Spinal injury and Incontinence: What is the Link?

Spinal cord injury is defined as damage to the spinal cord itself, often in combination with damage to the nerve roots in the lowest section of the spinal cord.

At least 7,500 Europeans suffer serious damage to their spinal cords which leaves them with permanent complications. One of these complications is a lack of bladder and bowel control. The most common cause of spinal cord injury is trauma and falls. Loss of bladder control after a spinal cord injury is often called “Neurogenic bladder dysfunction”. Neurogenic bladder dysfunction can also be caused by disorders such as Multiple Sclerosis, Parkinson’s Disease, a Stroke or Diabetes. The prevalence of neurogenic bladder has been reported in up to 81% of individuals with spinal cord injury, and this is a common contributor to poor quality of life. Surprisingly, incontinence, renal impairment, urinary tract infection and stones can all be caused by a spinal cord injury.


Have you developed incontinence due to a spinal cord injury? Post a question on our forum and receive expert advice.


How Does the Spine Affect Bladder and Bowel Function?

The brain and the spinal cord play a key role in controlling bodily functions. The spinal cord is part of the central nervous system. Alongside the brain, it controls bodily functions including movement and behaviour. The upper urinary tract, consisting of the kidneys and ureters, is not directly affected by spinal cord injury. The lower urinary tract, however, has muscles that are affected by the spinal cord injury. The nerves controlling the internal organ are attached to the base of the spinal cord and pass down through the cauda equina, also known as the “horse’s tail”. If your spinal cord is damaged, the ability for signals to travel back and forth is impaired. Interestingly, different parts of the spine are responsible for different actions. The highest point of the spinal cord is known as the cervical spinal cord. This cord controls hand and arm function. The thoracic spinal cord on the other hand, controls the sensation and of the muscles of the chest, back and abdomen. A very important part of voiding involves the sacral spinal cord. Bladder function and bladder and bowel external sphincters are domains of the sacral spinal cord. When the bladder becomes completely full, it sends signals directly to the sacral spinal cord. When this communication is disrupted through an injury such as a fall, the message is delayed or often not even received. Complete spinal cord damage results in the spinal cord being completely cut off. No signals can travel, which means all feeling is gone below the point of injury. This causes urinary incontinence. In general, the higher your injury, the greater the loss of bladder and bowel function you experience. The main process affected by spinal cord injury is the emptying of the bladder. The detrusor and sphincter often become overactive due to the lack of brain control.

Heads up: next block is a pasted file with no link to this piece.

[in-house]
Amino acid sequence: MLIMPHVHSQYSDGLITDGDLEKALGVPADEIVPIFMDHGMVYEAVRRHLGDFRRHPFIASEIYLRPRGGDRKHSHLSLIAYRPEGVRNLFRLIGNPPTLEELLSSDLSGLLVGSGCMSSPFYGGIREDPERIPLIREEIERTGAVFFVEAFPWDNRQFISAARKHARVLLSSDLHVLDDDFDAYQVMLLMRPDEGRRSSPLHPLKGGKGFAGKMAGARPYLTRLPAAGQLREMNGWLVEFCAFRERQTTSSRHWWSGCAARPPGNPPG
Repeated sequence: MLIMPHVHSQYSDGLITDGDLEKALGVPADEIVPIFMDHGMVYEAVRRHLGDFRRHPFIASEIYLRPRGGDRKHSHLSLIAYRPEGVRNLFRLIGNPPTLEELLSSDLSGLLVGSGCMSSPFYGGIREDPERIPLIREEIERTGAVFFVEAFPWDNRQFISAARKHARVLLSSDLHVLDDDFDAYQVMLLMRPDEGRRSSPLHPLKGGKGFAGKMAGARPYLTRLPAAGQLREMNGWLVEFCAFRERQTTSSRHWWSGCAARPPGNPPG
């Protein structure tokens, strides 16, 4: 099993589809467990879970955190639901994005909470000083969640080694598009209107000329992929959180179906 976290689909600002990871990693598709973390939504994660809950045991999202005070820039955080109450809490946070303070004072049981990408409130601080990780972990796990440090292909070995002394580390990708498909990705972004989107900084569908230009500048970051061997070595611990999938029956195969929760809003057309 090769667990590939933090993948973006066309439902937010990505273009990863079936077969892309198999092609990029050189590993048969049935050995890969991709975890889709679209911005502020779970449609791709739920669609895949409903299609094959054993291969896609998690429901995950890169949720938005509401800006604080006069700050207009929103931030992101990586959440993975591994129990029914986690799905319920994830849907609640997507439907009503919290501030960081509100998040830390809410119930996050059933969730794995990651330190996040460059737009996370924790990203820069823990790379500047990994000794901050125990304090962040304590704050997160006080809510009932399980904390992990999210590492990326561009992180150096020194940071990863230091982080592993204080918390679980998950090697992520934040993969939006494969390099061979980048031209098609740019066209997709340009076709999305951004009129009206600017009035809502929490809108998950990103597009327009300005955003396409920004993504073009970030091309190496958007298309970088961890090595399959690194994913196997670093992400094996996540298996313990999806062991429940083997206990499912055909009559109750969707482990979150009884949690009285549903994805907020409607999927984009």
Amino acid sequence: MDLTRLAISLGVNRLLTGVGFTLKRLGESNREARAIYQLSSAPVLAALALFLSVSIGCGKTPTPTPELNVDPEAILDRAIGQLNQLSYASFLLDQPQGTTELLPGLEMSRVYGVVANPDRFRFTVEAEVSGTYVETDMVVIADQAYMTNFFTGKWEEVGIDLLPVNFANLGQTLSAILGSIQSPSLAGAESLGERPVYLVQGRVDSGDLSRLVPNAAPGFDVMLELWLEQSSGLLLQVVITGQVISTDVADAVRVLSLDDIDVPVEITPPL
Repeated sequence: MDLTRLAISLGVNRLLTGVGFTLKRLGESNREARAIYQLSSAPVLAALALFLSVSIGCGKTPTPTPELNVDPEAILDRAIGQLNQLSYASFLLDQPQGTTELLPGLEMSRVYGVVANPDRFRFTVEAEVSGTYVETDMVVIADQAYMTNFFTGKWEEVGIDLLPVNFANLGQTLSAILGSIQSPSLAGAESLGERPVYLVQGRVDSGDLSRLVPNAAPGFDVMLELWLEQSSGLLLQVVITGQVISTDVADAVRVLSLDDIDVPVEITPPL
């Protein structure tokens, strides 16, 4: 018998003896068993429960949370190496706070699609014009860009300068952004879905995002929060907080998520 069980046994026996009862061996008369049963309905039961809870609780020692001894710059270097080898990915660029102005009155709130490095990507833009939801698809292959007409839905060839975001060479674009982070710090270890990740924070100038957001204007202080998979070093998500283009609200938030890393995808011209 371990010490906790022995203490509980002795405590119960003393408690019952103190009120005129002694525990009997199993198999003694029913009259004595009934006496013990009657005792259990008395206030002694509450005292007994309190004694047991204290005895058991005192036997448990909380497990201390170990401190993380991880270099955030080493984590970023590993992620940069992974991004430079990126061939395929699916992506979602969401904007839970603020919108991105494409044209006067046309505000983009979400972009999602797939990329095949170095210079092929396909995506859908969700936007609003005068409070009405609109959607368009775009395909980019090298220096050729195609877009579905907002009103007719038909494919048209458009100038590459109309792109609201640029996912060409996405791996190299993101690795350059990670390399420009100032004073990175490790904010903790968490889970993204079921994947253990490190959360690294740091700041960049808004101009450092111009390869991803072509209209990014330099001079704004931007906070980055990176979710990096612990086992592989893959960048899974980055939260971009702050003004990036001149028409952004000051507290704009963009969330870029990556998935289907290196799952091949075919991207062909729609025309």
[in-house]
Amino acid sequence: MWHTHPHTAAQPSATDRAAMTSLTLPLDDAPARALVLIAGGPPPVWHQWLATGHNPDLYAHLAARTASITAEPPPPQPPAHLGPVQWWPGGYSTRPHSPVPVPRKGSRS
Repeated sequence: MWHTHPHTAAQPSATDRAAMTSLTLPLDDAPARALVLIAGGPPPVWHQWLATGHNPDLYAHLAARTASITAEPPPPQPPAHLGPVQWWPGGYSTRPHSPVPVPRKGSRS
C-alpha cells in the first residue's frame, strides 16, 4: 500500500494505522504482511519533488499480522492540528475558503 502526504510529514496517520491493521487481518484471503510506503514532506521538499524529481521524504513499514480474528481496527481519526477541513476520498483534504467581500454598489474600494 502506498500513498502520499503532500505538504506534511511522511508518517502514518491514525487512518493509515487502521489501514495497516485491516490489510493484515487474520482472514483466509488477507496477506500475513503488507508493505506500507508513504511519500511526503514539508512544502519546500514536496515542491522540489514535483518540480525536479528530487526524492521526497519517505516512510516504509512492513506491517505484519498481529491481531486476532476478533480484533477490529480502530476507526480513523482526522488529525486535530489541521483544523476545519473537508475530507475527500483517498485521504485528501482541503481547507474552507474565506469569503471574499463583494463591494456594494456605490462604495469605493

If you have had a spinal cord injury, look out for the following symptoms:

-Loss of bladder control

-Frequent urinary tract infections

-Feeling like you can’t fully empty the bladder

-Loss of bowel control




Managing Incontinence after a Spinal Cord Injury

Rehabilitation and assistive devices allow those with severe spinal cord injuries to remain productive. It is important to go to a Doctor and discuss the most appropriate treatment method for you. You can read about how others treat incontinence on our forum. Bladder management involves choosing a the best drainage method that is appropriate for you. For bowel incontinence, treatment strategies often feature schedule, nutrition, stimulation and surgical approaches. Following a voiding schedule can be useful, which trains the bowel when it should have a movement, preventing leakages at inappropriate times. You can read our blog section on faecal incontinence for more advice on managing faecal incontinence.  It is important for extensive research to help clinicians recommend the most effective treatment for those who have spinal injury.


Barry West, aged 34, explains his struggle to come to terms with his incontinence due to a spinal injury. He asserts, “it just takes time to find a new direction in your life. I have been diving twice and don’t accept a boring life. With time and patience, you can enjoy day to day life with a spinal injury”.


Are you struggling to manage incontinence on a daily basis? Read our Living with Incontinence Section for tips and advice on managing incontinence.

Originally posted 2018-08-28 15:21:27.

Leave a Reply

Your email address will not be published. Required fields are marked *